Masai witha mission

21st June 1996 at 01:00
Gillian Thomas joins a party of infants from Brighton for a face to face encounter with the nomadic people of Kenya

Cow's blood mixed with sour milk makes a delicious cocktail - according to Kenya's Masai people. This unpalatable revelation stunned five- and six-year-olds from Brighton into silence during a visit to Drusillas, the children's zoo park at Alfriston, East Sussex.

"The Drusillas in Africa Project", a special study-programme on the Masai for schools, is running there until October. Highlighting the inseparable relationship that exists between native cultures and the environment, its centrepiece is a replica Masai mud hut. Domestic objects like jewellery, knives and gourds for storing milk, all specially brought from Kenya, illustrate the Masai's customs and way of life.

School visits, which are tailored to the pupils' age, include a workshop on making masks, shields and necklaces. During a hands-on session of Masai culture, pupils try on traditional costumes worn by children, women and warriors, have their faces painted and handle authentic articles like spears and shields.

The pupils from St Joseph's RC primary school were also excited to meet two Masai schoolgirls who were flown over from Kenya for two weeks as part of British Airways' Assisting Conservation Programme.

The mud hut shows how whole families sleep in two tiny rooms on simple beds covered in straw and cow hides. It is not only surprisingly low, being used mainly for sleeping, but also dark to discourage flies. Heat is provided by a small brazier.

During a tour of the zoo itself, keepers point out the African animals and explain how they are adapted to the conditions there. While visits are particularly relevant to environmental work at key stage 2, it was clear that even the first-year children from St Joseph's began to realise that the way people live is inextricably linked to their environment.

"The visit has introduced them to some very strong images," said their teacher, Andrew Puddiford. "Details like the fact that milk is kept in gourds which are cleaned out with a heated stick because water is so scarce really impressed them. And they were fascinated to see how warriors paint their faces and wear 'shukas', a kind of toga, rather than western clothes. All this has helped make them aware at a basic level that where people live dominates their culture. This is a difficult concept for five-year-olds to grasp, though in the classroom we had already been looking at children from different parts of the world. Now I shall be basing the rest of the term's work on the Masai."

As they washed their hands after painting their faces, I noticed that one child sternly told another off for leaving the tap running, having just learned that the Masai have to conserve every drop of water.

Drusillas African Project is central to the aims of the zoo's directors, Michael and Kitty Ann. "Until now our main concern has been to protect and breed endangered species and to educate the public on the need to do so, " they say. "But now we foresee the emphasis in zoos moving away from the animals to the reasons why they are endangered in the wild. We believe that highlighting the links between traditional cultures and the environment should be our new role. The growing threat to habitats and centuries-old cultures needs to be addressed urgently. And children, as the opinion-leaders of the future, have to be our main target."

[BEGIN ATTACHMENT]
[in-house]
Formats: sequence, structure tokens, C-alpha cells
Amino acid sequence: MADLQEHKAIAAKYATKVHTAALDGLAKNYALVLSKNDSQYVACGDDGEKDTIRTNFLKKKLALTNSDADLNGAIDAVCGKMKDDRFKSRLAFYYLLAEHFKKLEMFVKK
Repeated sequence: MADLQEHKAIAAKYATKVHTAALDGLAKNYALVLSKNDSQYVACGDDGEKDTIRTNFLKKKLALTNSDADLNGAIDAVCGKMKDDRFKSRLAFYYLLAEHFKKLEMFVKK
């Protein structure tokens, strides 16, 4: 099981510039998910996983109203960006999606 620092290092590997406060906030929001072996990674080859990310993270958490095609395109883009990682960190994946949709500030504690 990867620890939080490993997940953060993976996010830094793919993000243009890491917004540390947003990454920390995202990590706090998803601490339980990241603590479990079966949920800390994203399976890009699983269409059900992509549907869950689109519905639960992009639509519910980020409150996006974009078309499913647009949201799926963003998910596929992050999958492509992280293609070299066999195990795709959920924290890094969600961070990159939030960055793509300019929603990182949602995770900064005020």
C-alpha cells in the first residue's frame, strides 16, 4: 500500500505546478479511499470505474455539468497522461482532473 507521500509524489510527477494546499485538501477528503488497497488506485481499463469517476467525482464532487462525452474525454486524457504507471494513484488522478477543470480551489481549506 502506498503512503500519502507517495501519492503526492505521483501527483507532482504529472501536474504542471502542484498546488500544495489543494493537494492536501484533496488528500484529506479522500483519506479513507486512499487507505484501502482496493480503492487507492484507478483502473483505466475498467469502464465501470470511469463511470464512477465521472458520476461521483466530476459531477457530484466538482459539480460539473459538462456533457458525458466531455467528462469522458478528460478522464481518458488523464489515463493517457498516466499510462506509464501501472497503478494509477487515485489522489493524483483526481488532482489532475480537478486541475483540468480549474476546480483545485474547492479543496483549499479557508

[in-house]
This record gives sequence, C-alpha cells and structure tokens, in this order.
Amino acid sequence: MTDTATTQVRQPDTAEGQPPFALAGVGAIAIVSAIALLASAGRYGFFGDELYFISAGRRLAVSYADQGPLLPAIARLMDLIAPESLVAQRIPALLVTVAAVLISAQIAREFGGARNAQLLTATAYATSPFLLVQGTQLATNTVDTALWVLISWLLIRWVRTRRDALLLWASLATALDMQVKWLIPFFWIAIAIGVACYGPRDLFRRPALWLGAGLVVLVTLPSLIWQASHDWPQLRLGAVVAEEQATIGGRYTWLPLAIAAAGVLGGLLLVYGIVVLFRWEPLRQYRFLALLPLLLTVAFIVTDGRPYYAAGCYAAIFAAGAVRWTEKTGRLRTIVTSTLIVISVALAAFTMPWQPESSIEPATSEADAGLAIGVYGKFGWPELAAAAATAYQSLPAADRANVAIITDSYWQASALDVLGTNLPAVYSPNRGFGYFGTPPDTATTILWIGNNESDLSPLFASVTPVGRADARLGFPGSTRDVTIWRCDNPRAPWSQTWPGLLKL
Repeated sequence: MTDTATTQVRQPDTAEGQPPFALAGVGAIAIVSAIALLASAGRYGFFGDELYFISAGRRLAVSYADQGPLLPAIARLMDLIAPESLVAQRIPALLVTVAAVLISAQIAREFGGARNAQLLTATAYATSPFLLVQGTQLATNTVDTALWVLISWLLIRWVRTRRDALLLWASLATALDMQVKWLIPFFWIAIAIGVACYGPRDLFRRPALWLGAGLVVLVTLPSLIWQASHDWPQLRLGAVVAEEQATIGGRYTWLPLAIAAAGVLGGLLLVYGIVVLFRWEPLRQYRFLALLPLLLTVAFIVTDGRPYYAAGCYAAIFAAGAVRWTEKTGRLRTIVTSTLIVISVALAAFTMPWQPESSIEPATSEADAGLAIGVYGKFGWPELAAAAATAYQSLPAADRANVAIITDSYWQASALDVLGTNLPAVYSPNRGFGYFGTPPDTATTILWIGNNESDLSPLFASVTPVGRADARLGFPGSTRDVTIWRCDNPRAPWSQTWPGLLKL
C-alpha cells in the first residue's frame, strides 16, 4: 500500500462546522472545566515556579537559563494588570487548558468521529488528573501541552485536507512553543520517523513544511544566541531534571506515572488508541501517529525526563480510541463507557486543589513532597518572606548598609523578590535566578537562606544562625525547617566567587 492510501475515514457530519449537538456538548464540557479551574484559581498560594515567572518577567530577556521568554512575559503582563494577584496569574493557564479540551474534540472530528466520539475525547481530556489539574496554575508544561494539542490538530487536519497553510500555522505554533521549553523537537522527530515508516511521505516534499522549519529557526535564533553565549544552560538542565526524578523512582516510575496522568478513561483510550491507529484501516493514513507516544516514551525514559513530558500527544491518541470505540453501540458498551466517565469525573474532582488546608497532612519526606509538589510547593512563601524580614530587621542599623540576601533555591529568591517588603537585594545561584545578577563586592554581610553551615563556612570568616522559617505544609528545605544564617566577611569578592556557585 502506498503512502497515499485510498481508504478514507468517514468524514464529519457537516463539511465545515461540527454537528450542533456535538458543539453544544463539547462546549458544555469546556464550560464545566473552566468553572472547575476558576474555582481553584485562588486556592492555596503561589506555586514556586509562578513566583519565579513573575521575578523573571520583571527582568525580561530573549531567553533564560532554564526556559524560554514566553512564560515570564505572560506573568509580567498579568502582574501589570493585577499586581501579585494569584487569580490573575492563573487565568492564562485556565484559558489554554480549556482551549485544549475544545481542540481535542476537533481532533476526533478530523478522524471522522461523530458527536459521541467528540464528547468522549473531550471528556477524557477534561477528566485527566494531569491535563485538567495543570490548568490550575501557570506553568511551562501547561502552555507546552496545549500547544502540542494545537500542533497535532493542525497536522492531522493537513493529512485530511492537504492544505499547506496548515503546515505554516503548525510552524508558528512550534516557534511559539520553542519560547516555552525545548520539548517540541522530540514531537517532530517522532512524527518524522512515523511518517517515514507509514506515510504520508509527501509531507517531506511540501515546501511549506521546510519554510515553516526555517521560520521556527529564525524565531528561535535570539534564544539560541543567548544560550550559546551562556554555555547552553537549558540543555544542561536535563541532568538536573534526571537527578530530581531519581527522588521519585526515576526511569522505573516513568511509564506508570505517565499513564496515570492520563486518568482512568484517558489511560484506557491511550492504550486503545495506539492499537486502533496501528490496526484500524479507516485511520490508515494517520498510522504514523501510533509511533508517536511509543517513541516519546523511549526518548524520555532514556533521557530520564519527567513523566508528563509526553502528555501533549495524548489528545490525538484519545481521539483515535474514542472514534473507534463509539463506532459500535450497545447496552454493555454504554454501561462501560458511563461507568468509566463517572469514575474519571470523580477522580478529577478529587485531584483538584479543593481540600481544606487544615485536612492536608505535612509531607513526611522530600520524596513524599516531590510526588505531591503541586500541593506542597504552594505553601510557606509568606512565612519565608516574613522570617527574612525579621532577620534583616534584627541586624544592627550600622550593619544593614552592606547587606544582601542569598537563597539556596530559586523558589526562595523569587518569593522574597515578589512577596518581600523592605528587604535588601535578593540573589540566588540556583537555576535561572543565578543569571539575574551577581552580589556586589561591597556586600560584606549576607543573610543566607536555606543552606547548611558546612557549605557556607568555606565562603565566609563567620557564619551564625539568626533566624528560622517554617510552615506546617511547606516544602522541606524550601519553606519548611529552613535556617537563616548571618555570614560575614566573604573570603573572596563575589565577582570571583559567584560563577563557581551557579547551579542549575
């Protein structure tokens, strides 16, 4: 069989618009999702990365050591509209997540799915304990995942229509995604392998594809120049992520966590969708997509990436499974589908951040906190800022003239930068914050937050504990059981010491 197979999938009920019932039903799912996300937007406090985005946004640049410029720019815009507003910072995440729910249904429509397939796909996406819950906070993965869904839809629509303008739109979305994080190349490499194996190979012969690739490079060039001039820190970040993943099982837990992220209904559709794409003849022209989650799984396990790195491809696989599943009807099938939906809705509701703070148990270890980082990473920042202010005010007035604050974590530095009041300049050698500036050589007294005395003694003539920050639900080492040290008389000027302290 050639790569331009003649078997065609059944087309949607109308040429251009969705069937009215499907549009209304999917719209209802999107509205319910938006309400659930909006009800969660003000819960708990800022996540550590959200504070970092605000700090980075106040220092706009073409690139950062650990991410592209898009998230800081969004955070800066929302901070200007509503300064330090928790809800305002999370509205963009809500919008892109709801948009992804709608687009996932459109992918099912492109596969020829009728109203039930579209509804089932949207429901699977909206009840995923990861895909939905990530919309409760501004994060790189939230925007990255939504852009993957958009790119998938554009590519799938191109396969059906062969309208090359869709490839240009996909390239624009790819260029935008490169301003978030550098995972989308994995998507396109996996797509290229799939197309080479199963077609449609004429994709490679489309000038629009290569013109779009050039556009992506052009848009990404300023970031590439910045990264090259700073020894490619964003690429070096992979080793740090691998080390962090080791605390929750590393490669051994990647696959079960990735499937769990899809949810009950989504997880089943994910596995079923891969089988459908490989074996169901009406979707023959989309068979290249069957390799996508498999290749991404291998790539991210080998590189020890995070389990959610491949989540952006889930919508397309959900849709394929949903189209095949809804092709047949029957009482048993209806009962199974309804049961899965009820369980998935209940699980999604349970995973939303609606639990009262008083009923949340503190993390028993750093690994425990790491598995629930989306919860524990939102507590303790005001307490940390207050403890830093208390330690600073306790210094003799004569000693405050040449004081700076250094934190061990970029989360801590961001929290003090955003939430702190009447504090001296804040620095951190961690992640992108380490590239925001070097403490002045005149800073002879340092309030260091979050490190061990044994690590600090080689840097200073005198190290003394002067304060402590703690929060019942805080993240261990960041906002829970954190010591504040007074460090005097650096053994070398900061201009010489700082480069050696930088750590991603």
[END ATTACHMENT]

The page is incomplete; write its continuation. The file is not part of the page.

The project illustrates perfectly this shift in direction. It was prompted by a pioneering wildlife sanctuary in the Amboseli area at the foot of Mount Kilimanjaro which is the first to be run by local people rather than the government.

School groups of all ages learn that the Masai people are nomadic farmers who have grazed their cattle in the vast Amboseli area for centuries, without ever the wildlife. The St Joseph's children responded spontaneously to the basic environmental ideas presented by the zoo's education officers and keepers.

Older ones can explore more complicated issues, like the creation of the Amboseli National Park in the Seventies when the Kenyan government carved it out of the Masai's traditional territory, promising them a share in safari revenue and compensation if their cattle were attacked by the wild animals.

Unfortunately, the relationship broke down and Masai warriors started killing the animals in revenge. Now an end to this conflict could be in sight following a visit to England by two Masai farmers. They were brought over by David Lovatt-Smith, a retired National Parks warden and ardent conservationist, who now lives in Sussex.

After going to six zoos including Drusillas and learning of the international efforts being made to conserve endangered species, the farmers have managed to convince the Masai elders back in Kenya that their people's future depends on protecting the wild animals. As a result they are now creating their own safari reserves - for which Drusillas is helping to raise funds - and the killings have stopped.

School visits to Drusillas Zoo Park cost Pounds 3.50 per head, plus Pounds 1 for the Africa Project; Alfriston, East Sussex BN26 5WS. Tel: 01323 870656

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